Rosh Hashanah

Dear families,

Each year I share a description of the Jewish New Year, Rosh Hashanah. This year the new year is from the evening of Sept 29 through the evening of October 1st. In Hebrew, Rosh Hashanah means, literally, “head of the year” or “first of the year.” Rosh Hashanah is one of the holiest days on the Jewish calendar. The Jewish New Year is a time to begin introspection; looking back at the past year and looking for ways to be even better people in the coming year.

The following ideas are some of the Rosh Hashana content that children might learn about in school.

Shofar
The shofar is a ram’s horn which is blown somewhat like a trumpet. One of the most important observances of this holiday is hearing the sounding of the shofar. A total of 100 notes are sounded each day of the holiday. The Bible gives no specific reason for this practice. One that has been suggested is that the shofar’s sound is a call to make positive resolutions. The children in school learn that the shofar is like an alarm clock waking us up and challenging us to be our best in the coming year.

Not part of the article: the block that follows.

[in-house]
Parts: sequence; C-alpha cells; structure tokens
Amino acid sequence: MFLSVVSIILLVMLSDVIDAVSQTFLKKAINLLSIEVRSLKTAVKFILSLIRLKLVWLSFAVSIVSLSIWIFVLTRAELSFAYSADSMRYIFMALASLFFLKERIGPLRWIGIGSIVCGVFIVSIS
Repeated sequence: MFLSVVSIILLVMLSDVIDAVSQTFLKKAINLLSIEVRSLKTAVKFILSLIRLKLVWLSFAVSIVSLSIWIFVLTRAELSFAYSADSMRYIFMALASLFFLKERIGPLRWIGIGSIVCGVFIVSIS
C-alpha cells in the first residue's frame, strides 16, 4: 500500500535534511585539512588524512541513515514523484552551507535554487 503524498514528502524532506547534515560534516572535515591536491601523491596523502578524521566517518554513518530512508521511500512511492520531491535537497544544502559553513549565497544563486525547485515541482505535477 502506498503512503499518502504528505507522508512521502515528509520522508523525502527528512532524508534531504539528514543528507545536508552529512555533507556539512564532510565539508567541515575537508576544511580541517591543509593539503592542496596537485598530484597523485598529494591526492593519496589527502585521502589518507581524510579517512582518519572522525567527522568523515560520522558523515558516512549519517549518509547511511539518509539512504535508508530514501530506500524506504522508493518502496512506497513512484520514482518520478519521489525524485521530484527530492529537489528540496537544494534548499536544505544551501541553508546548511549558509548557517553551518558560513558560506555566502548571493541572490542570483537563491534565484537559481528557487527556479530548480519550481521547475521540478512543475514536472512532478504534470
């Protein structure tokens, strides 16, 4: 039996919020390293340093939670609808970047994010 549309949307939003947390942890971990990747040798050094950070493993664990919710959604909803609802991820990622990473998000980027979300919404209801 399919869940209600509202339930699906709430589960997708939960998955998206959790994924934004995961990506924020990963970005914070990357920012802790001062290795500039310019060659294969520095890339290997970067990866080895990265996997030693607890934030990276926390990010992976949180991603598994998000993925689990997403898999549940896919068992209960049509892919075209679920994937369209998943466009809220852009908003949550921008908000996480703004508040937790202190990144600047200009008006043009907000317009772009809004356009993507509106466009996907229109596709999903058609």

Customs
A popular observance during this holiday is eating apples dipped in honey, a symbol of our wish for a sweet new year. We also dip challah bread in honey at this time of year for the same reason.

Greeting
The common greeting at this time is L’shanah tovah (“for a good year”). This is a shortening of “L’shanah tovah tikatev v’taihatem” which means “May you be inscribed and sealed for a good year.”

Older children will learn some of the prayers that are traditionally recited on Rosh Hashana and advanced concepts related to the holiday. Please see individual class newsletters for specific information about what the children are learning.

I am wondering if families might like an opportunity for an hour or so one evening to ask me questions about the holiday or any Jewish practice? If you are interested in such an event please let me know and I can schedule this for one early evening in the next couple of weeks.

Best,
Rabbi Meir

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